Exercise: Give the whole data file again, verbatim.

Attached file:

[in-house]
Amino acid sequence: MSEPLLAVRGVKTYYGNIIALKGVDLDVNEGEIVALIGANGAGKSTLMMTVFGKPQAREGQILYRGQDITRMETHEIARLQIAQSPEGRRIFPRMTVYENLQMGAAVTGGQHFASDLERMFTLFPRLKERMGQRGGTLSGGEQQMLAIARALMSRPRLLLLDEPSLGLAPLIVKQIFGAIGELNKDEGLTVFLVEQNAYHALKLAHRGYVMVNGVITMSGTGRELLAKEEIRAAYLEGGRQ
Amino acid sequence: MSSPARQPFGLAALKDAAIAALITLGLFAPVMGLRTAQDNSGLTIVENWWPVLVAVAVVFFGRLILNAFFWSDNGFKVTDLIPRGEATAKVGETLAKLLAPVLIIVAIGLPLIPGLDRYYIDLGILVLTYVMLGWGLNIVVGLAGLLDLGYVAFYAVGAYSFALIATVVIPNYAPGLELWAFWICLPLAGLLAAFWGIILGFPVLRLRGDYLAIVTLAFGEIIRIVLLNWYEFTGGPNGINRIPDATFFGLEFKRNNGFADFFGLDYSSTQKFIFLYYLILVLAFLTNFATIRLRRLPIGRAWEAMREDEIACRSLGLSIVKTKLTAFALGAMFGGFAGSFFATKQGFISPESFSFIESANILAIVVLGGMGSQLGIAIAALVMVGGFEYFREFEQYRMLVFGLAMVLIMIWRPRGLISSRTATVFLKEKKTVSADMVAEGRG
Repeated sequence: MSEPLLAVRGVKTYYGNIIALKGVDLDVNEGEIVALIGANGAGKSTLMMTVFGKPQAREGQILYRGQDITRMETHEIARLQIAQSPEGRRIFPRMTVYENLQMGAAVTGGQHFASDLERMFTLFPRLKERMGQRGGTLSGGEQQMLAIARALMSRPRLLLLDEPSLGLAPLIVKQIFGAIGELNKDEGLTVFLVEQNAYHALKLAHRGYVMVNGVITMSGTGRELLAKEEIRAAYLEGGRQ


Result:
[in-house]
Amino acid sequence: MSEPLLAVRGVKTYYGNIIALKGVDLDVNEGEIVALIGANGAGKSTLMMTVFGKPQAREGQILYRGQDITRMETHEIARLQIAQSPEGRRIFPRMTVYENLQMGAAVTGGQHFASDLERMFTLFPRLKERMGQRGGTLSGGEQQMLAIARALMSRPRLLLLDEPSLGLAPLIVKQIFGAIGELNKDEGLTVFLVEQNAYHALKLAHRGYVMVNGVITMSGTGRELLAKEEIRAAYLEGGRQ
Amino acid sequence: MSSPARQPFGLAALKDAAIAALITLGLFAPVMGLRTAQDNSGLTIVENWWPVLVAVAVVFFGRLILNAFFWSDNGFKVTDLIPRGEATAKVGETLAKLLAPVLIIVAIGLPLIPGLDRYYIDLGILVLTYVMLGWGLNIVVGLAGLLDLGYVAFYAVGAYSFALIATVVIPNYAPGLELWAFWICLPLAGLLAAFWGIILGFPVLRLRGDYLAIVTLAFGEIIRIVLLNWYEFTGGPNGINRIPDATFFGLEFKRNNGFADFFGLDYSSTQKFIFLYYLILVLAFLTNFATIRLRRLPIGRAWEAMREDEIACRSLGLSIVKTKLTAFALGAMFGGFAGSFFATKQGFISPESFSFIESANILAIVVLGGMGSQLGIAIAALVMVGGFEYFREFEQYRMLVFGLAMVLIMIWRPRGLISSRTATVFLKEKKTVSADMVAEGRG
Repeated sequence: MSEPLLAVRGVKTYYGNIIALKGVDLDVNEGEIVALIGANGAGKSTLMMTVFGKPQAREGQILYRGQDITRMETHEIARLQIAQSPEGRRIFPRMTVYENLQMGAAVTGGQHFASDLERMFTLFPRLKERMGQRGGTLSGGEQQMLAIARALMSRPRLLLLDEPSLGLAPLIVKQIFGAIGELNKDEGLTVFLVEQNAYHALKLAHRGYVMVNGVITMSGTGRELLAKEEIRAAYLEGGRQ